Ambiguous or faulty medical communication is responsibility of doctors to put rightBMJ 2015; 350 doi: http://dx.doi.org/10.1136/bmj.h310 (Published 20 January 2015) Cite this as: BMJ 2015;350:h310
- David B Menkes, academic psychiatrist1
- 1University of Auckland, Private Bag 3200, Hamilton 3240, New Zealand
The comedic range of medical transcription errors is vast indeed.1 My personal favourite reflects, I fancy, healthy scepticism on the part of the typist who indicated a recalcitrant patient to be invested in “homeopathetic” …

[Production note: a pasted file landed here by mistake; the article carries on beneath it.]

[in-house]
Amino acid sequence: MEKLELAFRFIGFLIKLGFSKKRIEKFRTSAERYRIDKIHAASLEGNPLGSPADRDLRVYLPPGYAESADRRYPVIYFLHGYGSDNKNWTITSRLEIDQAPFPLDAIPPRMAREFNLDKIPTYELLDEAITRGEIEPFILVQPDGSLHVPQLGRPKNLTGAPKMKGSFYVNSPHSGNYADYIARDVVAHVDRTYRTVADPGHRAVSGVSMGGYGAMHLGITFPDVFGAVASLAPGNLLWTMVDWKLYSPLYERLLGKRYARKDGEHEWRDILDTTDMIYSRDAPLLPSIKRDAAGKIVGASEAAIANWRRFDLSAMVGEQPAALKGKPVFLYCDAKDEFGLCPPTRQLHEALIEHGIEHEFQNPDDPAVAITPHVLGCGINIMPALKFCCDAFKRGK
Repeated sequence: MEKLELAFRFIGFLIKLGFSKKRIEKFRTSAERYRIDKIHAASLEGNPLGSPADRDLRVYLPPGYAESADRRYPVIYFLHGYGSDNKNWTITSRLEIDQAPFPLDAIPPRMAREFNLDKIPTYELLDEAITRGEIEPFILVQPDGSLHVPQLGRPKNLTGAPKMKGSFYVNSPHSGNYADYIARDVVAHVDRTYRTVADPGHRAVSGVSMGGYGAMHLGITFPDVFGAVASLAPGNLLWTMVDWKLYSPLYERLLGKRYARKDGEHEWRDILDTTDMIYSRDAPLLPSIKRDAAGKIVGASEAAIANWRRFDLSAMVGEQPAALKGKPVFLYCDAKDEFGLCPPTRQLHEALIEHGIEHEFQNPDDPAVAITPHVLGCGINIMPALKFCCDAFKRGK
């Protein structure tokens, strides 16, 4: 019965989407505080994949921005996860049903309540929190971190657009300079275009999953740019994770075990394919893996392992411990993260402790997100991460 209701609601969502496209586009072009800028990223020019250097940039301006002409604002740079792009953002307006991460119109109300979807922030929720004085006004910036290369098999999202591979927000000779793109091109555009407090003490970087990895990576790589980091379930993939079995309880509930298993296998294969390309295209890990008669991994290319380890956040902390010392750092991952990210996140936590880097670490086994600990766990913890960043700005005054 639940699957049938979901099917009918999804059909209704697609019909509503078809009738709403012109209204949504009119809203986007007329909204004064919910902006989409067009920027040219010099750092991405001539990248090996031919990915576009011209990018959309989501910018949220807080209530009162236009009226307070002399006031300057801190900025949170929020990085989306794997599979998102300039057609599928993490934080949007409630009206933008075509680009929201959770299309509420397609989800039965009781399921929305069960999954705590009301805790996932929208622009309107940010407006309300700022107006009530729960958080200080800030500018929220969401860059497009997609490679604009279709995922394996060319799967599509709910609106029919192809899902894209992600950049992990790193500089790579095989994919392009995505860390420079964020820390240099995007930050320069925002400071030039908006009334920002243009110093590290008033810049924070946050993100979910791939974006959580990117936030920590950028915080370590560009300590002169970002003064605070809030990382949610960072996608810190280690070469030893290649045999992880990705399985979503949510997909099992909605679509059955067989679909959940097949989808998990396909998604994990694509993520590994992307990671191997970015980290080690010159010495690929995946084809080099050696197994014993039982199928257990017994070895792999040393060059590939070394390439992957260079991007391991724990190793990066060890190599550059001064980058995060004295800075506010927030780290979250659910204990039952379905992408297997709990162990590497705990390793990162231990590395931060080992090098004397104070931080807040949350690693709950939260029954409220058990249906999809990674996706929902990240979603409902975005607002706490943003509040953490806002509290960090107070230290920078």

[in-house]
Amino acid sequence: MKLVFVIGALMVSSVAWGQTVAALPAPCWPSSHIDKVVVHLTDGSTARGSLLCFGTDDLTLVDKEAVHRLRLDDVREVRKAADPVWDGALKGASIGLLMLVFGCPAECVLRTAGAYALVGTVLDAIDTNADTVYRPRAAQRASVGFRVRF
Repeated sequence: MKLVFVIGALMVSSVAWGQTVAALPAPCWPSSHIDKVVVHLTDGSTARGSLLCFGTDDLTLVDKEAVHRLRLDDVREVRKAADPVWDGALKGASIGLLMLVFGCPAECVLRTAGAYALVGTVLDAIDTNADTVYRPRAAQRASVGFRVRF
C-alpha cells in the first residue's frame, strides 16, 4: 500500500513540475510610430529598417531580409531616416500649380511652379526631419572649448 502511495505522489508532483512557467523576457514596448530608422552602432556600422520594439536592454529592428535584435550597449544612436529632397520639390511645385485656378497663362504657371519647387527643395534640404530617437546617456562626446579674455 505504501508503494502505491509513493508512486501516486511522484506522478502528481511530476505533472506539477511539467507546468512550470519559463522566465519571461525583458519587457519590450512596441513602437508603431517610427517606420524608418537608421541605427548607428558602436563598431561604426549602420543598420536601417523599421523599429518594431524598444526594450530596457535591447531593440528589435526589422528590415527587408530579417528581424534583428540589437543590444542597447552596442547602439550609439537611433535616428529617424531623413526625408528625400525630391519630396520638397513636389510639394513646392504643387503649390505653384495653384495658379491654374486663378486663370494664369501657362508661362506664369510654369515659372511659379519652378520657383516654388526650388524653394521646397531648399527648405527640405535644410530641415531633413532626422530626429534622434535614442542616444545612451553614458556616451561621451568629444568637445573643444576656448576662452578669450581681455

Log in using your username and password
Log in through your institution
Register for a free trial to thebmj.com to receive unlimited access to all content on thebmj.com for 14 days.
Sign up for a free trial